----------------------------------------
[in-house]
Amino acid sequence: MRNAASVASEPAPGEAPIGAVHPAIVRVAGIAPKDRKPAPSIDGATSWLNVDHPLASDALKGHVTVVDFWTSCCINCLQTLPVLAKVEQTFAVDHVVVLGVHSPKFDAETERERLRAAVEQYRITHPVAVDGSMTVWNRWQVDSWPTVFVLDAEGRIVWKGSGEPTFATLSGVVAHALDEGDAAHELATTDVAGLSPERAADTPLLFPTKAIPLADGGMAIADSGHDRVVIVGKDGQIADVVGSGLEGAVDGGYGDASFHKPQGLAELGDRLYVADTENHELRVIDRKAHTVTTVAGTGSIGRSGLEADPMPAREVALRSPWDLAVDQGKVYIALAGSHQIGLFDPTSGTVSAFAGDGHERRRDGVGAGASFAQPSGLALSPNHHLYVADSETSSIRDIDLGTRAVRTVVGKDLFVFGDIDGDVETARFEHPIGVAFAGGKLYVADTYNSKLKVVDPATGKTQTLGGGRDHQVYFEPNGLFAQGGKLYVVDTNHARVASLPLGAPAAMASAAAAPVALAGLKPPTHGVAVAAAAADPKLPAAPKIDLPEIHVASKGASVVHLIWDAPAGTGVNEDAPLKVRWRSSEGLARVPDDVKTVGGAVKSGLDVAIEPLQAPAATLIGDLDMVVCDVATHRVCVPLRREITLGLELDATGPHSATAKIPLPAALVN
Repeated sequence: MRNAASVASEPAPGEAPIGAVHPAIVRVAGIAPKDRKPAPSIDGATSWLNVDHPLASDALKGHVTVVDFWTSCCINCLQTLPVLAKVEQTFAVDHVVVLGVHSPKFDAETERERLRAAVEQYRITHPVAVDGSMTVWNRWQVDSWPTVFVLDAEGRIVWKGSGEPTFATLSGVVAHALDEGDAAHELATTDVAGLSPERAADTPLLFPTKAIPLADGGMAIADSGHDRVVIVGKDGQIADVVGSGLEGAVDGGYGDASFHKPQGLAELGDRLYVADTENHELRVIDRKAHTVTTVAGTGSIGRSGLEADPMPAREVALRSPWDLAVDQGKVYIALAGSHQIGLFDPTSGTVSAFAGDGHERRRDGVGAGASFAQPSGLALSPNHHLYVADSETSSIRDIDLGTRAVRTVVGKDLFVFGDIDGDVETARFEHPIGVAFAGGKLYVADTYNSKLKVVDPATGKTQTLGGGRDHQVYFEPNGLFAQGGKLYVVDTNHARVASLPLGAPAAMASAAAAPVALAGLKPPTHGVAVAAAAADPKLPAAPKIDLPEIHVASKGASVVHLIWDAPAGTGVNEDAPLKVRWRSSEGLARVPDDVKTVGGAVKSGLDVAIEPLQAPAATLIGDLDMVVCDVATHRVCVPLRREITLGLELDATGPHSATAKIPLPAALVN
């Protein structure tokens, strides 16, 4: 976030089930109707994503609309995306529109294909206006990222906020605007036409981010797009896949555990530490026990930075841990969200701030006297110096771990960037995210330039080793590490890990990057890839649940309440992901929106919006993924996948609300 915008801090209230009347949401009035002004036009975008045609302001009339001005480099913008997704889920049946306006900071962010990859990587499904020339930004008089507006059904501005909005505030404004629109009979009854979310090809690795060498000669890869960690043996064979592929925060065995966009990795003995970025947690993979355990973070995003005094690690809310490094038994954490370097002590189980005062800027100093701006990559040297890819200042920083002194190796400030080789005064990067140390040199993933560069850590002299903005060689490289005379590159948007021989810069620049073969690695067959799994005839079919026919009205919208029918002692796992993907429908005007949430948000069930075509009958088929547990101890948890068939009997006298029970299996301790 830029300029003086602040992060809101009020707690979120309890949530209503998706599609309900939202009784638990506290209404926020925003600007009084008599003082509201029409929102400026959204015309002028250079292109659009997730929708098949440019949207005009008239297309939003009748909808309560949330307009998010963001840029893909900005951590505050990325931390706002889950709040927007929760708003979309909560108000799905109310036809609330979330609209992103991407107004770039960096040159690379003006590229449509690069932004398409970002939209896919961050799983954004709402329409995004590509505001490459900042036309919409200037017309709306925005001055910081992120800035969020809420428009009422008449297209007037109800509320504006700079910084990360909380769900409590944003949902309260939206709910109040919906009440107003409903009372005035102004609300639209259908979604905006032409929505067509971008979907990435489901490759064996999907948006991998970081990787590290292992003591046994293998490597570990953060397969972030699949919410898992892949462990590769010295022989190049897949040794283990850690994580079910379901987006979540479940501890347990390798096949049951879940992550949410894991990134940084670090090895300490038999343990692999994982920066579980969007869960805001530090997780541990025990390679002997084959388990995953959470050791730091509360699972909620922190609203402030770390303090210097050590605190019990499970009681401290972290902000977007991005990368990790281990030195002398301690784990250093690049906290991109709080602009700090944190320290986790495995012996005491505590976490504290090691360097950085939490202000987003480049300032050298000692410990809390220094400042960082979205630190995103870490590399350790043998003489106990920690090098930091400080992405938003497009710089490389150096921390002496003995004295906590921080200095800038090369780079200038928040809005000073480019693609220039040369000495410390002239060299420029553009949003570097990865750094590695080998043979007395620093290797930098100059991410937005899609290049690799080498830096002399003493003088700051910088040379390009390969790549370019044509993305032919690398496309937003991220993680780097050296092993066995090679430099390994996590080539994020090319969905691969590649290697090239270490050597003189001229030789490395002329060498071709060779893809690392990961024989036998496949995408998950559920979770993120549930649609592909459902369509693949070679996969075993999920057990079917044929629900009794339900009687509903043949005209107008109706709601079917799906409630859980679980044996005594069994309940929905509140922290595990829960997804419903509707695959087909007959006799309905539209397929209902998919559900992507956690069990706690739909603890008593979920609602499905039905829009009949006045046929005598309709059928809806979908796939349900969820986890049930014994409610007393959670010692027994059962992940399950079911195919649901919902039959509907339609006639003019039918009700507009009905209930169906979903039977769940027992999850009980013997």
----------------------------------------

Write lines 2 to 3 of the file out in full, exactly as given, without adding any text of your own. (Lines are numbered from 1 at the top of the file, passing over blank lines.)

Amino acid sequence: MRNAASVASEPAPGEAPIGAVHPAIVRVAGIAPKDRKPAPSIDGATSWLNVDHPLASDALKGHVTVVDFWTSCCINCLQTLPVLAKVEQTFAVDHVVVLGVHSPKFDAETERERLRAAVEQYRITHPVAVDGSMTVWNRWQVDSWPTVFVLDAEGRIVWKGSGEPTFATLSGVVAHALDEGDAAHELATTDVAGLSPERAADTPLLFPTKAIPLADGGMAIADSGHDRVVIVGKDGQIADVVGSGLEGAVDGGYGDASFHKPQGLAELGDRLYVADTENHELRVIDRKAHTVTTVAGTGSIGRSGLEADPMPAREVALRSPWDLAVDQGKVYIALAGSHQIGLFDPTSGTVSAFAGDGHERRRDGVGAGASFAQPSGLALSPNHHLYVADSETSSIRDIDLGTRAVRTVVGKDLFVFGDIDGDVETARFEHPIGVAFAGGKLYVADTYNSKLKVVDPATGKTQTLGGGRDHQVYFEPNGLFAQGGKLYVVDTNHARVASLPLGAPAAMASAAAAPVALAGLKPPTHGVAVAAAAADPKLPAAPKIDLPEIHVASKGASVVHLIWDAPAGTGVNEDAPLKVRWRSSEGLARVPDDVKTVGGAVKSGLDVAIEPLQAPAATLIGDLDMVVCDVATHRVCVPLRREITLGLELDATGPHSATAKIPLPAALVN
Repeated sequence: MRNAASVASEPAPGEAPIGAVHPAIVRVAGIAPKDRKPAPSIDGATSWLNVDHPLASDALKGHVTVVDFWTSCCINCLQTLPVLAKVEQTFAVDHVVVLGVHSPKFDAETERERLRAAVEQYRITHPVAVDGSMTVWNRWQVDSWPTVFVLDAEGRIVWKGSGEPTFATLSGVVAHALDEGDAAHELATTDVAGLSPERAADTPLLFPTKAIPLADGGMAIADSGHDRVVIVGKDGQIADVVGSGLEGAVDGGYGDASFHKPQGLAELGDRLYVADTENHELRVIDRKAHTVTTVAGTGSIGRSGLEADPMPAREVALRSPWDLAVDQGKVYIALAGSHQIGLFDPTSGTVSAFAGDGHERRRDGVGAGASFAQPSGLALSPNHHLYVADSETSSIRDIDLGTRAVRTVVGKDLFVFGDIDGDVETARFEHPIGVAFAGGKLYVADTYNSKLKVVDPATGKTQTLGGGRDHQVYFEPNGLFAQGGKLYVVDTNHARVASLPLGAPAAMASAAAAPVALAGLKPPTHGVAVAAAAADPKLPAAPKIDLPEIHVASKGASVVHLIWDAPAGTGVNEDAPLKVRWRSSEGLARVPDDVKTVGGAVKSGLDVAIEPLQAPAATLIGDLDMVVCDVATHRVCVPLRREITLGLELDATGPHSATAKIPLPAALVN